How to Explore the Grand Canyon

The Grand Canyon National Park is the perfect getaway for those seeking adventure and the outdoors. The canyon is cut in half-the North Rim, which is more isolated, and the South Rim, which is more populated-by the rapid waters of the Colorado River. The landscape is exuberant with its thousands of canyons and plateaus, deserts and pygmy forests, wildlife and old lodges. The Grand Canyon stretches for 216.8 miles and can be as high as one mile; additionally, the canyon is composed of layers upon layers of limestone and clay, their shades of yellow, terra cotta, red, and white constantly changing as the sun ascends the horizon. As the sun moves through the bright-blue sky, the canyons´ shade and light patterns change, and the multicolored layers of rock seem to move and transform into new shapes every minute.


As I mentioned before, the Grand Canyon is the ideal place for nature/adventure lovers. There are numerous hikes-which can vary from thirty minutes to many days-bike trails, lookouts, rafts, exploring, and wildlife. However, there are lodges and hotels to stay at for those who prefer staying in an actual room, and I heard there are spas and indoor things to do too…not sure though.

I spent four days exploring and adventuring throughout the Grand Canyon and I´ll be beyond happy to guide you through a “highly adventurous what-to-do list”, but don’t worry, I´ll write about all of the ways you can explore this beautiful place:

Where to Sleep

Camp-there are campgrounds available year round, but some of them need a reservation (some campgrounds are highly competed for). Also, not every campground has showers, thus, do a little research beforehand.

Rv/Trailer-most, if not all, of the campgrounds won´t allow 30+ ft Rvs/trailers, so make sure you come with a little one. Also, the sites don’t have full hook-up, you would have to drive to a specific area for that.

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Making some S´mores at the campground

Lodge-there are many lodges throughout the park, some obviously more expansive than others. Lodges that offer cheaper food ($14.99 or less) are Yavapai Lodge and Maswik Lodge; lodges that offer more expansive food are Bright Angel Lodge ($14.99-24.99) and El Tovar Hotel ($14.99-25+). If you are planning to stay in one of the lodges, make sure you call beforehand because there are usually waitlists.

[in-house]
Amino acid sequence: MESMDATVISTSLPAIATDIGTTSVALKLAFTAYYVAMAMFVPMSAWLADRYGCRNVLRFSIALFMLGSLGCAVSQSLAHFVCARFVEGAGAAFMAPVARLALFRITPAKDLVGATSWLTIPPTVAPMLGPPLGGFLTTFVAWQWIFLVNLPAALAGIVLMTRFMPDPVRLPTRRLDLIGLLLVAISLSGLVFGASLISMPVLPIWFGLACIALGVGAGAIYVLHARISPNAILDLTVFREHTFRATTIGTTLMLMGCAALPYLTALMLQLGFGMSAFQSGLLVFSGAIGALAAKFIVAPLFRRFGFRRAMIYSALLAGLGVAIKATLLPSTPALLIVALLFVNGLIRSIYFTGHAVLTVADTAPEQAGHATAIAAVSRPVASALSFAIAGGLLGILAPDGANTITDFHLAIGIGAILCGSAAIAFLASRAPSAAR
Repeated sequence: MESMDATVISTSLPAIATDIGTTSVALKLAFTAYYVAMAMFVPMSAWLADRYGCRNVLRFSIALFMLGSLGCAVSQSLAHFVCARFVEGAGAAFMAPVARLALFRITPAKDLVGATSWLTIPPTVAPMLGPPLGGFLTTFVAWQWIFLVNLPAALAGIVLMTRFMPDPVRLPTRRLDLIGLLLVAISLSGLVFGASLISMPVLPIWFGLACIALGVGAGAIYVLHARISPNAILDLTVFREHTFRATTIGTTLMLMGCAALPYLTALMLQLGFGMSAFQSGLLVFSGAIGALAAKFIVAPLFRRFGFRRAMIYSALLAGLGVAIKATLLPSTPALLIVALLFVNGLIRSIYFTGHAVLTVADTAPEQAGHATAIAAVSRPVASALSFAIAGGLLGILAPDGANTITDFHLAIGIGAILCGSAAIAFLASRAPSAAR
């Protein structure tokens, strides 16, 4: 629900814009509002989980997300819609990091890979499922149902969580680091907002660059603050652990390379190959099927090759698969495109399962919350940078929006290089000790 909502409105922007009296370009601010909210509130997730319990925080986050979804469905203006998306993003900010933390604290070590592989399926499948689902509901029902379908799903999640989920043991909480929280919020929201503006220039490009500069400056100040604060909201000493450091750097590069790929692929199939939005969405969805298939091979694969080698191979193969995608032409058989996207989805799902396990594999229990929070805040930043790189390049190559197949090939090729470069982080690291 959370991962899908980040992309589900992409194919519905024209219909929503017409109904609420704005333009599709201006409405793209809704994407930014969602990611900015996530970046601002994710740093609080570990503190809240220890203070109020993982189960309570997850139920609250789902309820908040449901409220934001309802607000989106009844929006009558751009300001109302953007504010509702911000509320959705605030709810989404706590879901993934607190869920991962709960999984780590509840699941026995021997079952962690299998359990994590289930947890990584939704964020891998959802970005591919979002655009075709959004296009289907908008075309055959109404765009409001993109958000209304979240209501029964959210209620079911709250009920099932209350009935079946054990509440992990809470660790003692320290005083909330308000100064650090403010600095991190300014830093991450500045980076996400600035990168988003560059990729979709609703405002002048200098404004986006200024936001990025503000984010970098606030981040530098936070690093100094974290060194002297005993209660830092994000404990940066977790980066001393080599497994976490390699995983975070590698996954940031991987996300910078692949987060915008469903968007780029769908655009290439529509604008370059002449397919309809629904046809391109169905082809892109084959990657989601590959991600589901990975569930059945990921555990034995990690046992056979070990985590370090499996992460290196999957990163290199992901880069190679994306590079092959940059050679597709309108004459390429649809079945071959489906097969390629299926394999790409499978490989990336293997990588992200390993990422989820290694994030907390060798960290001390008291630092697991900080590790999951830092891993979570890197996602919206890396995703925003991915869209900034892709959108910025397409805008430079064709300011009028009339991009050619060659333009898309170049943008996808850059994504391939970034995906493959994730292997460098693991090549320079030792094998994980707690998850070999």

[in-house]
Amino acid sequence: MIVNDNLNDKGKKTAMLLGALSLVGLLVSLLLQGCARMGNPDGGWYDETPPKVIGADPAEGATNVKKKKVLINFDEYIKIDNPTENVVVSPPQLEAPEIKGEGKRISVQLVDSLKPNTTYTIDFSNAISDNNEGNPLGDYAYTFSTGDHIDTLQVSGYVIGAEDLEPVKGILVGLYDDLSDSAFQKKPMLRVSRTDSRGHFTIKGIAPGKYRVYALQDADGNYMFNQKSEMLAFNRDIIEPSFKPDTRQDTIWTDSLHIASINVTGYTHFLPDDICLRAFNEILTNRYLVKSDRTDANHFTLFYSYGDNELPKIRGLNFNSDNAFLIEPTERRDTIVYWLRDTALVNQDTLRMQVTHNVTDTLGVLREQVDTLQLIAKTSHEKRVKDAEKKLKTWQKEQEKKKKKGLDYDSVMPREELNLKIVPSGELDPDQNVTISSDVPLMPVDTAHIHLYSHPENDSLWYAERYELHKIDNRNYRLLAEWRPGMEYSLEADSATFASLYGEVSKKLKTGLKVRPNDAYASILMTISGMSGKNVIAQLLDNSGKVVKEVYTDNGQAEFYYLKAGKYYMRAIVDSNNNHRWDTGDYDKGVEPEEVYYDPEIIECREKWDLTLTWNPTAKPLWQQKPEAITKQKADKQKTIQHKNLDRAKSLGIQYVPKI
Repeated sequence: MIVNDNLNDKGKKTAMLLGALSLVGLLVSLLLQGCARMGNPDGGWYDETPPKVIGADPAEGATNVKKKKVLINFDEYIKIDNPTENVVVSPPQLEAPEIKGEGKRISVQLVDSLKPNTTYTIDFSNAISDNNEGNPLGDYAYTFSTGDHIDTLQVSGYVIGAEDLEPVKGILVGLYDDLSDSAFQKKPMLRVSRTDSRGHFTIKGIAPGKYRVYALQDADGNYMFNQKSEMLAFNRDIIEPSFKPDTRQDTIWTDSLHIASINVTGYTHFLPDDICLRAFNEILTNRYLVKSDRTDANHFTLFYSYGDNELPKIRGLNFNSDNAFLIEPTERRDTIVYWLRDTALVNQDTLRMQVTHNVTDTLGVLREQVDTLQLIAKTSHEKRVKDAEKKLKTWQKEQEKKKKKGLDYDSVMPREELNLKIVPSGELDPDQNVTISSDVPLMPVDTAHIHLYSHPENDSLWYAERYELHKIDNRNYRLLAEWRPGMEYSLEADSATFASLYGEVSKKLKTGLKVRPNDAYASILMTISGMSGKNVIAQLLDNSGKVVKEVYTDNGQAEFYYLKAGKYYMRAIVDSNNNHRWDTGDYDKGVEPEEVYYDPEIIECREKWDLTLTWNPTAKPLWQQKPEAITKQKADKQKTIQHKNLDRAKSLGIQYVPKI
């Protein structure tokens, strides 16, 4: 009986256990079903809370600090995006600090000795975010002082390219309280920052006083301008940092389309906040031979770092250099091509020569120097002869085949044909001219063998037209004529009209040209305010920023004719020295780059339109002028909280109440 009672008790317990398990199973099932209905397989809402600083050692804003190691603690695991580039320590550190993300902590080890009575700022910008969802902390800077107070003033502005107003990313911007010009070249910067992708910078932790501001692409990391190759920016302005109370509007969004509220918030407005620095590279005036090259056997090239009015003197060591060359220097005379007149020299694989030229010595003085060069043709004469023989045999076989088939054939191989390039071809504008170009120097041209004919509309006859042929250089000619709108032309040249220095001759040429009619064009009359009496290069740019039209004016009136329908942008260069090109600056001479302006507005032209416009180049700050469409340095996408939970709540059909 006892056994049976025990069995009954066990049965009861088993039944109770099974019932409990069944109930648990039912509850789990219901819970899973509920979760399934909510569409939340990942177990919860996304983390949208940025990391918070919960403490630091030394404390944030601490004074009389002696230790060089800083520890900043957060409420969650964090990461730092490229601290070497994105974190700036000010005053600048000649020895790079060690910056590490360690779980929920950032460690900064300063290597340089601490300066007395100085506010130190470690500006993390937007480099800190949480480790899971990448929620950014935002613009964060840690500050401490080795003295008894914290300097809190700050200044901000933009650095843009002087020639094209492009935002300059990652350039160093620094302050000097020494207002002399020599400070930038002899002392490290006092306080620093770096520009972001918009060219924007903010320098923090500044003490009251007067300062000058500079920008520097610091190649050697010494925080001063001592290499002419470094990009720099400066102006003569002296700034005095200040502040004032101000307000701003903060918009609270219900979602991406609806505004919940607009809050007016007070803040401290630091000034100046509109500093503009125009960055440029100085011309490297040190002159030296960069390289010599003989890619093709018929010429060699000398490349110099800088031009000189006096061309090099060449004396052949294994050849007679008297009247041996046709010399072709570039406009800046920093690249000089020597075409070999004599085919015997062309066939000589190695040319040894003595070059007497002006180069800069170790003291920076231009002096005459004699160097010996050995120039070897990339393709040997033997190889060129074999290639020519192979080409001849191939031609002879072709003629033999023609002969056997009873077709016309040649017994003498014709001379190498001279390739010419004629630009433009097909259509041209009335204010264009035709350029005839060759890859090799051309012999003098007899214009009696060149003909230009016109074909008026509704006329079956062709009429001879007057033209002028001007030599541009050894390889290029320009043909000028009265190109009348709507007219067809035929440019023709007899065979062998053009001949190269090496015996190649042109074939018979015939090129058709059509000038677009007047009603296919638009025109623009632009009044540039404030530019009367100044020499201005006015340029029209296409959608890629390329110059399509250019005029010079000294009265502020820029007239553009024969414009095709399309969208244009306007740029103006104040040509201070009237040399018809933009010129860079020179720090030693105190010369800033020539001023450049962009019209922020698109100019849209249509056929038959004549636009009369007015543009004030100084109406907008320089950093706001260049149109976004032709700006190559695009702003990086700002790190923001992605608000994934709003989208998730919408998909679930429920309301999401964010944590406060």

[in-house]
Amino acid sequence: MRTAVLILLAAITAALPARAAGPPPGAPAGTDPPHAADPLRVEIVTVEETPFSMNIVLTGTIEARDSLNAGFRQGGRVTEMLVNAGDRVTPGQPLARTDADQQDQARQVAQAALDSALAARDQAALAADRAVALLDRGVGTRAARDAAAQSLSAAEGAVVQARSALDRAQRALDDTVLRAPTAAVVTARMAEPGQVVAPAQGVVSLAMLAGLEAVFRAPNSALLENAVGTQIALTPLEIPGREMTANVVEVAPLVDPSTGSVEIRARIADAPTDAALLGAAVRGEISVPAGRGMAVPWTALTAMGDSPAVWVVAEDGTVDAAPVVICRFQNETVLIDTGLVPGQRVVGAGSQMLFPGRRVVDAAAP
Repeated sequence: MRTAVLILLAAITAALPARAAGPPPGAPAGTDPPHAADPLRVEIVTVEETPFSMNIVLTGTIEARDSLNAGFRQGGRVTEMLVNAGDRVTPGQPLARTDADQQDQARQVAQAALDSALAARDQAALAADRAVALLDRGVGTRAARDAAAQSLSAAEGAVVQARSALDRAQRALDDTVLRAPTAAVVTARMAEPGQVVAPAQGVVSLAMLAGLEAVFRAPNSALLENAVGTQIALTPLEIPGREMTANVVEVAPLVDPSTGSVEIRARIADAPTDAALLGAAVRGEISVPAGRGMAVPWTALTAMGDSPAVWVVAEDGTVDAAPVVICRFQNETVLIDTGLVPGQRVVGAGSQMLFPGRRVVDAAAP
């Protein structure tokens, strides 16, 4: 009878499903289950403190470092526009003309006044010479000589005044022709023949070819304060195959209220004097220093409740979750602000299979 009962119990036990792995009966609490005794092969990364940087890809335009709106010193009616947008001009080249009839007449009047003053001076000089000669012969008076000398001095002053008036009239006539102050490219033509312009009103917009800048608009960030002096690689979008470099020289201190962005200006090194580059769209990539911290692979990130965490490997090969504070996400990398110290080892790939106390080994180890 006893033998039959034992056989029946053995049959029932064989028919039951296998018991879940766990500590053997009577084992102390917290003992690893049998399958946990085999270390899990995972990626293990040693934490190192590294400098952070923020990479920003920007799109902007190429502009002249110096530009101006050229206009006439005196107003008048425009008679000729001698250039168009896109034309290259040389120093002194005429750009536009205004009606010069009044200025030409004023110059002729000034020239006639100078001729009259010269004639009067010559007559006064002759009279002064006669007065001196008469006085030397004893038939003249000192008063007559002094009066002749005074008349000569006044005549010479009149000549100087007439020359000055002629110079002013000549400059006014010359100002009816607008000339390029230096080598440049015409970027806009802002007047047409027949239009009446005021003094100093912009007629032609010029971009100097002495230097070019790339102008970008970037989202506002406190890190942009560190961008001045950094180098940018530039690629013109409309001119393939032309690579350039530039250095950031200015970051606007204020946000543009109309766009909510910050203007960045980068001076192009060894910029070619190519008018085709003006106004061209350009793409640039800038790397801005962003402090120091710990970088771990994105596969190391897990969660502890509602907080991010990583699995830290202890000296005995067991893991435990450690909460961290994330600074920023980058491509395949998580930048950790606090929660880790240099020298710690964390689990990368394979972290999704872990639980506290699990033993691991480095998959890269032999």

Where to Eat

There are a few places to grab a bite or go grocery shopping in the Grand Canyon NP: 1) the hotels and lodges 2) the cafes throughout the park 3) the General Store, which is the best option to go grocery shopping 4) the Desert View Market. I know for a fact that the El Tovar Hotel has great food; nevertheless, I would mostly shop at the General Store and prepare my own food and snacks.

Top Attractions

Sightseeing-catch the best views of the Grand Canyon at the Mather Point, Yaki Point, Hopi House (great place to shop for Native American arts), Trailview Overlook, Hopi Point, Hermit Trailhead, Navajo Point, and Grandview.

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Biking-bike the Grand Canyon´s Rim! It´s a breathtaking ride-contouring the edges of the canyons while seeing all of its glorious formations. Bikes can be rented at the Visitor Center at the Bright Angel Bicycles; there they will shuttle you to the Hopi Point and from there you will be able to bike down to Hermits Rest (5.8 miles biking in flat and downhill trails). Instead of going back to the Visitor Center with the shuttle, we decided to bike all the way back (about 22 miles).

View from bike ride

Hikes-there are numerous hikes to choose from when visiting the Grand Canyon-from easy to extraneous and from 1 mile to many days-and we decided to hike the Plateau Point. The Plateau Point trail is 12 miles/19.2 km, has an elevation change of 3080 ft/940m, it usually takes from 9-12 hours to hike it (we did it in 6 hours), and it is considered to be an extraneous hike-it is simply gorgeous! The view at the end is worth the hard work; additionally, if you wish to spend the night, the Indian Garden Campground is like an oasis in the midst of the dry canyons. A HUGE tip is to start your hike-if it’s a long one-around 3 pm, this way the weather won´t be too hot and the trails are emptier (just remember to bring flashlights for the way back). Additionally, you will be able to stargaze while hiking, and trust me, stargazing in the Grand Canyon is simply breathtaking!

Because of the high temperatures, desert landscape, and exceedingly steep hills, there are a few things you must take with you while hiking: 1) water (at least two liters per person) 2) food (protein bars, fruits, nuts, and anything salty and loaded with calories) 3) maps or trail guide 4) flashlight or headlamp (we used these two a lot during our hike)  5) sun protection (hats, sunscreen, long sleeve shirts, sunglasses) 6) correct gear (hiking/old tennis shoes, loose cotton clothing, and hiking poles).

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Views like this one can be easily accessed with the many trails

Others-a couple other attractions are the mule riding (they take you down the canyon), which is quite full, so just make sure to book at least a year beforehand; furthermore, there´s the Grand Canyon Skywalk, which I have heard is simply beautiful (quite pricy though).

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